But CeMAP, in a report by GMA News Online, clarified that it did not accuse Lacson’s son of smuggling, only that he had undervalued his cement shipments.
CeMAP chief Ernesto Ordoñez said he merely reported to Faeldon that Bonjourno declared the cost of imported cement at below $10 per ton, or lower than market prices.
He recalled that during his first 15 days in office alone, Panfilo Jr. brought in three shiploads of cement, twice at the Port of Iloilo on July 12 and 15, 2016 and one at the Port of Dadiangas on July 13, 2016, with a total value of P16 million. All were issued a warrant of seizure of detention (WSD).
Another shipment worth P24 million arrived on October 10, 2016 at the Port of Legazpi, but was not issued a WSD, because Panfilo Jr., through his lawyer, agreed to pay tariffs based on cement cost of $16 per metric ton, Faeldon said.
Faeldon said he was forced to release the three earlier shipments as part of his duty to facilitate trade, because the cement had been held for 30 days. Also, the Department of Trade and Industry did not reply to his letter asking if the document presented by Bonjourno pegging the value of cement at $8 per metric ton was genuine.
Faeldon said he found later that the document presented by the younger Lacson was fake.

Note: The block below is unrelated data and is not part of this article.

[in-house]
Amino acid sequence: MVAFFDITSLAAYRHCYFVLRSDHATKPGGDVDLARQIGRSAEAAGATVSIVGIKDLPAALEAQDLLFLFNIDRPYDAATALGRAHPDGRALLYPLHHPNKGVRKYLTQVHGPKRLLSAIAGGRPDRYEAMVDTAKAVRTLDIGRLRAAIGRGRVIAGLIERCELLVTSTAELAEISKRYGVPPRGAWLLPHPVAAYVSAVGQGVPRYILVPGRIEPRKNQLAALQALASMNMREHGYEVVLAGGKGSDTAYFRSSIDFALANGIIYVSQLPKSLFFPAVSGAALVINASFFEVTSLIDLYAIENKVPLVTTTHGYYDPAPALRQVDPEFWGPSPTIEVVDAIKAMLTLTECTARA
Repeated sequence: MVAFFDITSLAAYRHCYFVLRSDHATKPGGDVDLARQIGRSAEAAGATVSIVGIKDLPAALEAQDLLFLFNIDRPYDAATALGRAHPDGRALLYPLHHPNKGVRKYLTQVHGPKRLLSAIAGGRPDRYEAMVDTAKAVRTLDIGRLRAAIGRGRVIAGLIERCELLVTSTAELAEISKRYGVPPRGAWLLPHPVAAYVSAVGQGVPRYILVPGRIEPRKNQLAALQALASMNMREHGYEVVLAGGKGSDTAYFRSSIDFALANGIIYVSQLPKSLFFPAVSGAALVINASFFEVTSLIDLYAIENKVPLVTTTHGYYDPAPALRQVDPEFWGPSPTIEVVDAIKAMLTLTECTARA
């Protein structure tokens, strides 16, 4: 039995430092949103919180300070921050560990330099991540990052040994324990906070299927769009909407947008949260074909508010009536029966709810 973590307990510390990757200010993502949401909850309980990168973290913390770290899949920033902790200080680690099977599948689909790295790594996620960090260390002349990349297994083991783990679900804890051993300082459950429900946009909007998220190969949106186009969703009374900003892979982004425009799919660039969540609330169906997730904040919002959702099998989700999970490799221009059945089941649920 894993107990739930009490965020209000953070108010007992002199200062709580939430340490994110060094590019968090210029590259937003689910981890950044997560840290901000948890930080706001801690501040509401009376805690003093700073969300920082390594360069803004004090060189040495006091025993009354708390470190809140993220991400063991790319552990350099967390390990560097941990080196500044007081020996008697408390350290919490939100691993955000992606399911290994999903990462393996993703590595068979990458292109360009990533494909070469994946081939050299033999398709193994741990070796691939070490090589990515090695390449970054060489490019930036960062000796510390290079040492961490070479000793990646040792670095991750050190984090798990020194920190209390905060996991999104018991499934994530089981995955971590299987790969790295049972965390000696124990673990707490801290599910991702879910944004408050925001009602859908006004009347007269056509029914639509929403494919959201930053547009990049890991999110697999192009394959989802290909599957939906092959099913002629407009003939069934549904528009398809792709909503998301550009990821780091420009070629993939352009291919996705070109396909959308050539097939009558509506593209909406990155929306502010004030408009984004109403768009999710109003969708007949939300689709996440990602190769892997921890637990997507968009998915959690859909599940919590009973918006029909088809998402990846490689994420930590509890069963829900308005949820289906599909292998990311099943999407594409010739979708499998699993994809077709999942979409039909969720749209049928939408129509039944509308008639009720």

“In just four shipments, Panfilo Lacson Jr. consistently wanted to pay only 50 percent of his freight cost…his lawyer submitted a fake document to try to justify [the $8 per metric ton rate],” he said.
Moreover, Bonjourno’s permit is for the importation of computer parts, not cement.
He also disclosed that Panfilo Jr. tried to bribe his staff in exchange for the release of three shiploads of cement that came in last year. The younger Lacson, he claimed, brought cash to his office to pay taxes and duties, instead of to the cashier.
“What did that mean? He is already a long-time importer, a very experienced importer. Is he trying to bribe my staff? He has to explain that also,” Faeldon added.
He said he would file criminal charges against Panfilo Jr. even as a private citizen, pointing out that under the law, undervaluing shipments by 50 percent is considered “smuggling,” and the shipment is immediately issued a WSD.
Bonjourno also violated Republic Act 7394 or the Consumer Act of the Philippines, that requires all products to carry the label of the importing firm, he said. Panfilo Jr.’s cement imports bore the label of a different company.
The Customs chief said he was only referring to four shiploads of cement because he learned about the 63 other shipments “just this morning.”
Faeldon challenged Lacson to have his son investigated by the Senate Blue Ribbon Committee headed by Sen. Richard Gordon.
Faeldon said he texted Lacson after his Wednesday privilege speech asking the senator why he smeared the reputations of people he knew were not corrupt – ex-uniformed men. There was no response.
“But yesterday, he seems to know everything in the Bureau of Customs. That’s why we can now ask him, do you know this or you’re really the one behind all this, Senator Lacson? This is your son,” Faeldon said.